So let’s leave aside the Jews for the moment, since they were excluded from contributing to the heritage for so long. Let’s look at the Christian part of that heritage. The Anglicans in England and Wales had votes before the Jews and Catholics did, but today they are tearing themselves apart because they can’t agree on sexual morality. As I noted in a post on my other blog, African Anglicans and homosexuality, the Anglican Communion seems to be having its very own clash of civilizations between Western and African civilizations.

In that post the point was that African Anglicans who lived in close proximity to Muslims, as they do in Nigeria and Uganda, recall the very beginnings of their church, which began with the martyrdom of Christian pages at the court of the King of Buganda, who “had adopted Arab customs of pederasty, and he expected the young men of his court to submit to his demands. But a growing number of Christian courtiers and pages refused to participate, despite his threats, and an enraged king launched a persecution that resulted in hundreds of martyrdoms”.

Think for a moment of those “Arab customs of pederasty”, and now switch to something I blogged about just a few days ago in this blog: Notes from underground: Muslim parents ask UK schools to shelve pro-homosexual storybooks for 5-year-olds.

It seems that the Anglicans are not the only ones who find it hard to agree on sexual morality.

And who was it who represented Britain’s “Judaeo-Christian heritage” — the school authorities who prescribed the story books, or the Muslim parents who objected to them?

Now the accuracy of the story has been questioned, but assuming that it is true in outline, what is doing on here?

Ostensibly the reason for prescribing such stories is to prevent bullying in schools.

Now I haven’t read the stories, and the descriptions in the news media may not be accurate, but the parental objections seem to be not that the stories are aimed at preventing bullying, but that they are teaching their five-year-old children sexual ethics that the parents disagree with, and don’t say much about bullying. I wonder if those stories would have dissuaded the King of Buganda from bullying his pages?

It seems rather disingenuous.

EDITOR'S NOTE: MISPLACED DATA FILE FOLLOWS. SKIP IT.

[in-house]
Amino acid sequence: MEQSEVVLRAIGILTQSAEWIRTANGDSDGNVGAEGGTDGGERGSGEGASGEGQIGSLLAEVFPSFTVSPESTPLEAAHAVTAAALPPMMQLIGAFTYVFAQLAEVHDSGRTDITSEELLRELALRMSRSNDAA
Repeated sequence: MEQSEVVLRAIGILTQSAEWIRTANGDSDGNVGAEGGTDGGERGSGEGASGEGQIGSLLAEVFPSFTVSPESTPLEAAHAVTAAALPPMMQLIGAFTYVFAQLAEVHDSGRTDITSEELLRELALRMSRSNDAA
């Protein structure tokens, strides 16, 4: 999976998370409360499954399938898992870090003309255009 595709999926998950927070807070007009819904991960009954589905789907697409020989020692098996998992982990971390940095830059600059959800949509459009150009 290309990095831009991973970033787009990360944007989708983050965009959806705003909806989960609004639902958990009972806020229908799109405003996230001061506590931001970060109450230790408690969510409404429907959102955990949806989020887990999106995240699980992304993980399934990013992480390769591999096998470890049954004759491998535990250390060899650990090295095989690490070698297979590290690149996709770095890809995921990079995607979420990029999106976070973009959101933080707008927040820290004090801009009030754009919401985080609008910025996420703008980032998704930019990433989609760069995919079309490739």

Think about it another way. I bet that quite a number of Muslim kids in Britain are bullied by non-Muslim kids who tease them and say that their big brothers are making bombs in the attic. So how should this bullying be dealt with? Write story books for little kids showing that it’s cool to make bombs?

One could go on multiplying examples to show that one of the main difficulties in the way of promoting moral regeneration and education in values is that people simply cannot agree which system of values to promote, and this leads to unedifying power struggles, with Anglicans in America suing one another over ownership of church buildings as a result of their failure to agree and determination to impose their set of values on everyone else.

In the mean time, things continue to get worse, as we see in an incident that took place closer to home, right here in Gauteng.

clipped from www.thetimes.co.za

While police are still in the dark about the identity of the driver who shot and killed a 12-year-old smash-and-grabber, it appears many South Africans have little sympathy for the young boy.

Comments on The Times website seemed to weigh in favour of the unknown gunman who killed the boy in Boksburg on Friday, with some even suggesting the killing of the youngster rid the country of a future criminal.

The boy was shot after he apparently smashed the window of a white Citi Golf on Rondebult Road in Boksburg, East of Johannesburg, and stole a cellphone. A witness claimed the boy ran away, but was chased by the driver who shot him in the chest and then fled the scene in his car.

blog it

Yes, there does seem to be a need for education in values in our society.

It seems that nobody taught this boy “Thou shalt not steal.”

And nobody taught the driver of the car, “Thou shalt not kill.”

Or perhaps someone taught them that, but they didn’t learn it. As they say in edu-jargon, the learning outcomes were not achieved.

And the reported response of people to the incident shows that that failure is widespread throughout our society.